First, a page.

But, God is here, and God is good... And tomorrow will take care of itself... And all the kids agreed to go back and give it another go!

You know what else is good? CherryBerry!

Monday, September 5, 2016

Back to Business


It's become a Labor Day tradition to take a ride and a dip, just our family, before the kiddos head back to school. The weather wasn't awesome, and, Dad, headed out on a work excursion, was pressed for time... But we got it in.  Madeline exclaimed, "Awww, isn't it a moment, Mom?" Indeed. Tomorrow, Amanda begins her high school career. Elisabeth is transitioning to the public middle school for seventh grade, while Benjamin and Madeline will return to their beloved Catholic school. I pray for them to share with the world the best versions of themselves.


Sunday, September 4, 2016

Sainthood


Today, Blessed Mother Teresa of Kolkata is a saint:


Her life, her way of living and teaching, her legacy have all guided me in my life, and I rejoice in this day, as I aim to be more like Mother Teresa.


Saturday, September 3, 2016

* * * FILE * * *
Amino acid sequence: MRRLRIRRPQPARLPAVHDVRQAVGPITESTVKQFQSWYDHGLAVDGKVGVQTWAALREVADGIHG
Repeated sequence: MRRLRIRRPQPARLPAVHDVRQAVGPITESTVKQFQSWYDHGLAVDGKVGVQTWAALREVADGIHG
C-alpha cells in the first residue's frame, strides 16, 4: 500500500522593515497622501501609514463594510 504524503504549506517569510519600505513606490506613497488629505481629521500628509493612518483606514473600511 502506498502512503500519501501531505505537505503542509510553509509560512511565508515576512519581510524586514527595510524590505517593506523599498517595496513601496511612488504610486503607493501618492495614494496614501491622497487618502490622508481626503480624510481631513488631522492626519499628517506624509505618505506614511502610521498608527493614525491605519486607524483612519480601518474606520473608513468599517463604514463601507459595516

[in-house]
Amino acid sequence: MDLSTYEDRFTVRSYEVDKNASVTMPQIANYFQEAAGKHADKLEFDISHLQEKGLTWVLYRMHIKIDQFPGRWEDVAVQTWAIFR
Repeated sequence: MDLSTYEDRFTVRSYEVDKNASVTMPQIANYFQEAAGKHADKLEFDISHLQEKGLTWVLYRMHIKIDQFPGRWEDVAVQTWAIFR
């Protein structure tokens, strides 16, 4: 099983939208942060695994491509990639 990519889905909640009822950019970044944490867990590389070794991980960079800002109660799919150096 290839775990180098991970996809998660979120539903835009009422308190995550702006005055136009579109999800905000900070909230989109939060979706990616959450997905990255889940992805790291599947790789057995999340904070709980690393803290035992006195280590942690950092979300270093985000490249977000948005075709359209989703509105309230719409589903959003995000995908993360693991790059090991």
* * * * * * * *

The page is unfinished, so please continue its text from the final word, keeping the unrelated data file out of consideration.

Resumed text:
The Pre-Teenager

Elisabeth planned a 24-hour pre-birthday celebration (Libby's birthday is still a week away, but always a bit of a challenge to navigate during the first week of school) with a friend. She devised a lengthy, but not overly demanding, agenda... And hopefully it was all Libby hoped it would be!

They attended the first-of-the-season high school football game, which involved absolutely no watching of football but many selfies like this:


They came back home for a sleepover that was mostly a Harry Potter movie marathon. And today, late morning by the time they awoke and ate, we went for the highlight: to local arts business Artistic Me to make mosaic glass dishes. 




It was super-cool, and the girls were so creative! It will take a week or so to get the final projects fired and back to them. That should be right around the REAL birthday!




Jacob Found


The disappearance of 11-year-old Jacob Wetterling, who was abducted one evening nearly 27 years ago while riding bike not far from his St. Joseph, Minnesota home, has shaped a significant piece of who I am, how I live. As a teenager at the time, case made me immediately fearful of strangers and watchful of my surroundings. Later, as a media professional, I wrote many stories and was involved in a number of investigations into the unsolved case. As a parent, Jacob's story was never far from mind as I sought-- as we all seek-- to keep my children safe from harm.

Today, today comes the news that Jacob's remains have finally been found and identified. Love go his family. Peace to all: